Martin Vander Weyer

Martin Vander Weyer

Martin Vander Weyer is business editor of The Spectator. He writes the weekly Any Other Business column.

Nigel Farage is right: the City should not kowtow to Shein

Nigel Farage and I agree on one thing: a red-carpet welcome at the London Stock Exchange for Shein, the Chinese online fashion retailer, would be ‘a very bad idea’. Valued at £50 billion, Shein could become London’s biggest-ever initial public offering. Both the departing Chancellor Jeremy Hunt and the shadow business secretary Jonathan Reynolds have

A thriving City will test Labour’s tolerance

The City is having a busier year than pessimistic observers – including me – might have expected. The biggest deal on the block, the £39 billion bid by Australian giant BHP Billiton for its London-listed South African mining rival Anglo American, has fallen away. But plenty of bankers’ and advisers’ fees have already been clocked

Bury the Canaletto, now

I’m not on the guest list for the Duke of Westminster’s wedding, but I wish him luck anyway. Mind you, the young seventh duke – Hughie to his friends – hardly needs more luck than has already come his way in the form of the £10 billion Grosvenor property empire in London and elsewhere. When

The need for greed

I suspect I’ve had a lot more fun writing about the annual Sunday Times Rich List over the years than many of its denizens have had clambering into it and staying there behind their high-tech security gates and their phalanx of tax advisers. The 2024 roll call includes some great British wealth-creation stories – led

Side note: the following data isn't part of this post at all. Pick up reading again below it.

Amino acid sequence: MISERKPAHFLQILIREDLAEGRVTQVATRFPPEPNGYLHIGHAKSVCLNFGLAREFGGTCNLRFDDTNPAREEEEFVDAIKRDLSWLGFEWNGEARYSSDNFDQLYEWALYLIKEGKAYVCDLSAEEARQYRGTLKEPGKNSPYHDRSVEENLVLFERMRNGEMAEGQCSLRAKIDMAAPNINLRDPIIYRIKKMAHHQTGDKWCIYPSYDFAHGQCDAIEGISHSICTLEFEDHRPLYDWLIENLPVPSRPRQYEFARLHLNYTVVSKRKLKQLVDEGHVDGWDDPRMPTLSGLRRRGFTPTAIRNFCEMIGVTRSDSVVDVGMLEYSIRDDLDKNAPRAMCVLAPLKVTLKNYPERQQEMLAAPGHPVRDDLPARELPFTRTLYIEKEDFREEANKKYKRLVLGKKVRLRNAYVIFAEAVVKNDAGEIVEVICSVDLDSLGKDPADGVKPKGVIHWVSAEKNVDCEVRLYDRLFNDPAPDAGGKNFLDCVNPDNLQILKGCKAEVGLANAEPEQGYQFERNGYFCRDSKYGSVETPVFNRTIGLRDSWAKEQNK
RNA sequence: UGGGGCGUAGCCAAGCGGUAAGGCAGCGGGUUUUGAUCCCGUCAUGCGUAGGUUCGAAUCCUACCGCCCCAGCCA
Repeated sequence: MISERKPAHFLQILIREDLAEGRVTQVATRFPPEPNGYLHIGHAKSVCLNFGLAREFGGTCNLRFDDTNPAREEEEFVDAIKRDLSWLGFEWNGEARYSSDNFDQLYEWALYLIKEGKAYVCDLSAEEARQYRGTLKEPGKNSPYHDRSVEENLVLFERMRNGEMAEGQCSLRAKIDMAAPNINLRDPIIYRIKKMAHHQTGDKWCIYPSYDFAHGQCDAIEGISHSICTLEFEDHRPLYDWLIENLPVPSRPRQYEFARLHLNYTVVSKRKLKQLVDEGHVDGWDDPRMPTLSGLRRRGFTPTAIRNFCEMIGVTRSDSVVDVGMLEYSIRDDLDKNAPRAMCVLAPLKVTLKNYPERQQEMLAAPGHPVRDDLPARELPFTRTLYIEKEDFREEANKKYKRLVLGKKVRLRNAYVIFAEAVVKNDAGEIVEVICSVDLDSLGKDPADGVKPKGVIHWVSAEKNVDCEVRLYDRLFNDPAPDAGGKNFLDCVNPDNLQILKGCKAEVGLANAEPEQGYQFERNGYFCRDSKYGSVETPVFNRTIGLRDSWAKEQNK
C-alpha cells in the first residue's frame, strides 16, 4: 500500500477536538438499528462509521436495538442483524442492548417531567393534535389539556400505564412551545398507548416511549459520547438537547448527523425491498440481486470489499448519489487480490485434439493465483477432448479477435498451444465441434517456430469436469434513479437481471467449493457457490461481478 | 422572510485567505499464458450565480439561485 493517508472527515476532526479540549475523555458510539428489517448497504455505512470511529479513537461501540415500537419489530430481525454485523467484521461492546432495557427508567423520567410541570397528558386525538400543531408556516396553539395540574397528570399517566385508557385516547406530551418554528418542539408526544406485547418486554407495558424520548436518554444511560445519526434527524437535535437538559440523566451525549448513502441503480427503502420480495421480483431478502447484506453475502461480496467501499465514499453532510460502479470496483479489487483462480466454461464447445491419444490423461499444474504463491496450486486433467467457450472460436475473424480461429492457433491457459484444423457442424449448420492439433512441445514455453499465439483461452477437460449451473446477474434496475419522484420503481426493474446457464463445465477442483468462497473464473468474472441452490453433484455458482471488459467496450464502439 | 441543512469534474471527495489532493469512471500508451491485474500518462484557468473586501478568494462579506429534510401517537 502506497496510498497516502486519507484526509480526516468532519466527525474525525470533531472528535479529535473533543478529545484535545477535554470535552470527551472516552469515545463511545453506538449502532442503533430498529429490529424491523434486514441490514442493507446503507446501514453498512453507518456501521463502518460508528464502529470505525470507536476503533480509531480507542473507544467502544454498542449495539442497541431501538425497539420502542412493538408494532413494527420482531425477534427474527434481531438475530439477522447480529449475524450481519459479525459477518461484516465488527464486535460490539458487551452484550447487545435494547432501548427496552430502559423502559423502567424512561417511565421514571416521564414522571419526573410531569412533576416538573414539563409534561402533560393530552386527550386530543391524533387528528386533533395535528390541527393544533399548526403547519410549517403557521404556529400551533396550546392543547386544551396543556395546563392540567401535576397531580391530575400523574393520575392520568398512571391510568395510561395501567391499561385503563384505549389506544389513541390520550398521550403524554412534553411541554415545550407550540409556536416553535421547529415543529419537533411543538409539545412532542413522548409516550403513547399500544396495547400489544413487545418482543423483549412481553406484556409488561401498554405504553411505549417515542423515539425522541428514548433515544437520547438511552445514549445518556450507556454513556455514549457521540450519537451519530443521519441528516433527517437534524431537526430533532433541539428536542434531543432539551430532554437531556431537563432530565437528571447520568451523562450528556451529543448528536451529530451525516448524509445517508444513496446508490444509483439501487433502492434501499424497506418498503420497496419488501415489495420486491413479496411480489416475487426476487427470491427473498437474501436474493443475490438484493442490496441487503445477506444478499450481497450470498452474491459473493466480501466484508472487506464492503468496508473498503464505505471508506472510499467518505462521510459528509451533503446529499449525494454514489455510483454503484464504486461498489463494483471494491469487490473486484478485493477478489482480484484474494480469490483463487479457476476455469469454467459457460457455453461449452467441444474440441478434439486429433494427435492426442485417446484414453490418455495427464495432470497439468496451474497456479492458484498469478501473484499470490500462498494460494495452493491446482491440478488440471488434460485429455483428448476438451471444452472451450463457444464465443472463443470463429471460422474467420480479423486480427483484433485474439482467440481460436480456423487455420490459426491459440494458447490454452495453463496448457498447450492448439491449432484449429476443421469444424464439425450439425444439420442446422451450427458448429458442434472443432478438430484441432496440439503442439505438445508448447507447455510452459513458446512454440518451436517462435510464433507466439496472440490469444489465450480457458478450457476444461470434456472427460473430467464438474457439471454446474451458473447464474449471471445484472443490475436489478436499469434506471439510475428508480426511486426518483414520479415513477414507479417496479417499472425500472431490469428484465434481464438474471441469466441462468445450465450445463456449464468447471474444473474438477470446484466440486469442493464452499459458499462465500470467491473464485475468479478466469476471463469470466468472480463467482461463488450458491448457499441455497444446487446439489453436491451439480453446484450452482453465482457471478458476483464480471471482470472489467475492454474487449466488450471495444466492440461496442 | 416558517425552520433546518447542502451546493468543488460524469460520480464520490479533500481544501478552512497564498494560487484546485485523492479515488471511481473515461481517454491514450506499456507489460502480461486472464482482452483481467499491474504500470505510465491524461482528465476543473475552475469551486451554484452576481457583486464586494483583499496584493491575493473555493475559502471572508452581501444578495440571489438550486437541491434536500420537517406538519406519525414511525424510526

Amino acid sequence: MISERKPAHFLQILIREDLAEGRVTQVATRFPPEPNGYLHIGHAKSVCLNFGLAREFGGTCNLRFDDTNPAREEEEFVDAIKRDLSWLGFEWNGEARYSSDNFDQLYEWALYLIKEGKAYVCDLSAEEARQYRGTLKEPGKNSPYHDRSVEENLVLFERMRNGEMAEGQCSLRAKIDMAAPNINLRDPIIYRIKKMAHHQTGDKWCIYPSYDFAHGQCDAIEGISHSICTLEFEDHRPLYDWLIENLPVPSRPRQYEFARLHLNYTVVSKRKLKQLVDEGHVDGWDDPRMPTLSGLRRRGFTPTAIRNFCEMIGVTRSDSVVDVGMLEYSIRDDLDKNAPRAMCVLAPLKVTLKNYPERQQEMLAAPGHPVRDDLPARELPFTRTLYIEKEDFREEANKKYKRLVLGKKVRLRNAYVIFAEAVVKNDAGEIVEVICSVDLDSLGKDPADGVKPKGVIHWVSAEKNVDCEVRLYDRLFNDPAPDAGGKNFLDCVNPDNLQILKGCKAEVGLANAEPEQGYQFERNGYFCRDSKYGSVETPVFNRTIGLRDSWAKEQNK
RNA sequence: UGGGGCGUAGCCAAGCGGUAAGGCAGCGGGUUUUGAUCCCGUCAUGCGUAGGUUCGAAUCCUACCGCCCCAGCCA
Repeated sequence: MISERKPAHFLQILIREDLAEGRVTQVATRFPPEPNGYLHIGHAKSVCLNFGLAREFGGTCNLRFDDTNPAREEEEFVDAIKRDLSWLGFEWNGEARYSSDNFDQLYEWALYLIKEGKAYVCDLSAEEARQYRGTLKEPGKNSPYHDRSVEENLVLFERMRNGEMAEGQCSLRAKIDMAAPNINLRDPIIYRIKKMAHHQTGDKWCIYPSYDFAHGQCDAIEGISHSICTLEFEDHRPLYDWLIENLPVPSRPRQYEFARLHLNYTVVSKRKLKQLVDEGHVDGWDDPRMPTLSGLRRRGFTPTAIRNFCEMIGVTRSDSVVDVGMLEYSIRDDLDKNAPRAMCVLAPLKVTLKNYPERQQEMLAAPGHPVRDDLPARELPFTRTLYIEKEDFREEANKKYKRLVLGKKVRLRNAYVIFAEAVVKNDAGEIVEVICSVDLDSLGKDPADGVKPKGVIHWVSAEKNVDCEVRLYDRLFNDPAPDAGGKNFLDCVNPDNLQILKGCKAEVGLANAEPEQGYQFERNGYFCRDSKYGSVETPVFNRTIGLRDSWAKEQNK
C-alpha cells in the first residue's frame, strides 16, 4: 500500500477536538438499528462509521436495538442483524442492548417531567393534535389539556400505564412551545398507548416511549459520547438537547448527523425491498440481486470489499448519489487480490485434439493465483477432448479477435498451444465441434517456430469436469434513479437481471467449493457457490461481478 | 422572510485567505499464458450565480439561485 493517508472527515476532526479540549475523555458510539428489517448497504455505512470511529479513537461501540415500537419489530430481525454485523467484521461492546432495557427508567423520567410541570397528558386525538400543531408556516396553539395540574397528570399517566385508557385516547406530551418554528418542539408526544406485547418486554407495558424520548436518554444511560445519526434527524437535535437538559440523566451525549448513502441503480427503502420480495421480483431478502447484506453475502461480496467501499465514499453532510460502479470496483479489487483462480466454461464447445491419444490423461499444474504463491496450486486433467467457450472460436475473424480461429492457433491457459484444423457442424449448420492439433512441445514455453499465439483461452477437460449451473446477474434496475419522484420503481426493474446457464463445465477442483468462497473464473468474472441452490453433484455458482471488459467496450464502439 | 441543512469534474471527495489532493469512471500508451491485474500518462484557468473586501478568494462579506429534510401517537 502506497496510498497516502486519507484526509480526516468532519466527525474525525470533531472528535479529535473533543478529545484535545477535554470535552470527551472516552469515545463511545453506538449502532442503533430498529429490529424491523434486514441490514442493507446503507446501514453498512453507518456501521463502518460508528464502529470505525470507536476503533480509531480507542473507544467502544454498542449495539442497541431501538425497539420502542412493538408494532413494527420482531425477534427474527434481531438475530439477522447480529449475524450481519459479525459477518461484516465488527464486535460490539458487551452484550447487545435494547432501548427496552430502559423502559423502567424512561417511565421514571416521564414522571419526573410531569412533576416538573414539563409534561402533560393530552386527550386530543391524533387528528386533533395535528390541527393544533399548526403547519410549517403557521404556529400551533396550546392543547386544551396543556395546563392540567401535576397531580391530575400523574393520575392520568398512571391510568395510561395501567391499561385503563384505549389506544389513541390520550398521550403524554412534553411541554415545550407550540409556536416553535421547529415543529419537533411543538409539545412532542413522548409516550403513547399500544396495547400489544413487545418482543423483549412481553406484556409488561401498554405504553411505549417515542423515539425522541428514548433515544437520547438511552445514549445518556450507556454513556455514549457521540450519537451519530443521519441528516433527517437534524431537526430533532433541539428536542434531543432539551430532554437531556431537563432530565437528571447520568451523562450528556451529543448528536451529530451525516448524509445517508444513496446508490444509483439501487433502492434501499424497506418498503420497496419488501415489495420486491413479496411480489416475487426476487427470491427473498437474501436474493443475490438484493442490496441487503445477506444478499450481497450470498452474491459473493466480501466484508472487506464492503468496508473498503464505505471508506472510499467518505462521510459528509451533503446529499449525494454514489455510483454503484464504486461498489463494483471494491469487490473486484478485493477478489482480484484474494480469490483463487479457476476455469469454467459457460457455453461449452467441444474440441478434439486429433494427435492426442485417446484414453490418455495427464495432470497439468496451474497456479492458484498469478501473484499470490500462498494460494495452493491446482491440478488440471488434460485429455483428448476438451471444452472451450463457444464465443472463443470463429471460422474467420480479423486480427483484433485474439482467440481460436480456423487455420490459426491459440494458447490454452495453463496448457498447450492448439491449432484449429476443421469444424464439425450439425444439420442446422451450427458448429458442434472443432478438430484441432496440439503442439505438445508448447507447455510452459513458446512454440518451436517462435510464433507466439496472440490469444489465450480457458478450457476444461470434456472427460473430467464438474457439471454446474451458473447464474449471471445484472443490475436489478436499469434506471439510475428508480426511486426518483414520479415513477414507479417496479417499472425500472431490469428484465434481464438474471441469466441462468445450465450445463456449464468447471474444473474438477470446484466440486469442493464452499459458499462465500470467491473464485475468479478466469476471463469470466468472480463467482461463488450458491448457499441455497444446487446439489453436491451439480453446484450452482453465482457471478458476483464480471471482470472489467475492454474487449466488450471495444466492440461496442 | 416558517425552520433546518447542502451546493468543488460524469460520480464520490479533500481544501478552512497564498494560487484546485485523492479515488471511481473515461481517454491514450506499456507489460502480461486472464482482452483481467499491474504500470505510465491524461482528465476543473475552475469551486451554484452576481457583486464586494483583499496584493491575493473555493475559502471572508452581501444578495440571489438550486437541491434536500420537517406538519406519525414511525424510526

Can Starmer and Reeves add some fizz to the economy?

If the 0.6 per cent first-quarter GDP uplift reported by the Office for National Statistics is sustained for the rest of this year, Rishi Sunak will be able to claim – as he waves goodbye – that he and Jeremy Hunt have succeeded against their naysayers in dragging the UK economy from pandemic depths back

How to bottle Britishness

The US crackdown on trade finance for Russia from international banks – designed to impede imports needed for the continuing assault on Ukraine – is biting hard, reports the FT, quoting an investor who thinks ‘the logical endpoint of this is turning Russia into Iran’. Quite right too: sanctions like these are a vital non-military

Live the high life… in a mid rise

How radically left-wing is Labour’s proposed ‘renationalisation’ of the railways? Though militant Mick Lynch of the RMT union ‘strongly welcomed these bold steps’, the real answer is: hardly at all. The revolutionary socialist group Counterfire agonised thus: ‘While it would be extremely obtuse to say that Labour’s policy is bad, it would be naive to

How Pret ate itself

How bad would it be if Royal Mail’s parent company, International Distributions Services (IDS), were to be taken over by the Czech billionaire Daniel Kretinsky? Our historic postal service is heavily lossmaking, struggling to maintain its universal delivery obligation and at war with its unions: a foreign owner would surely take an axe to it.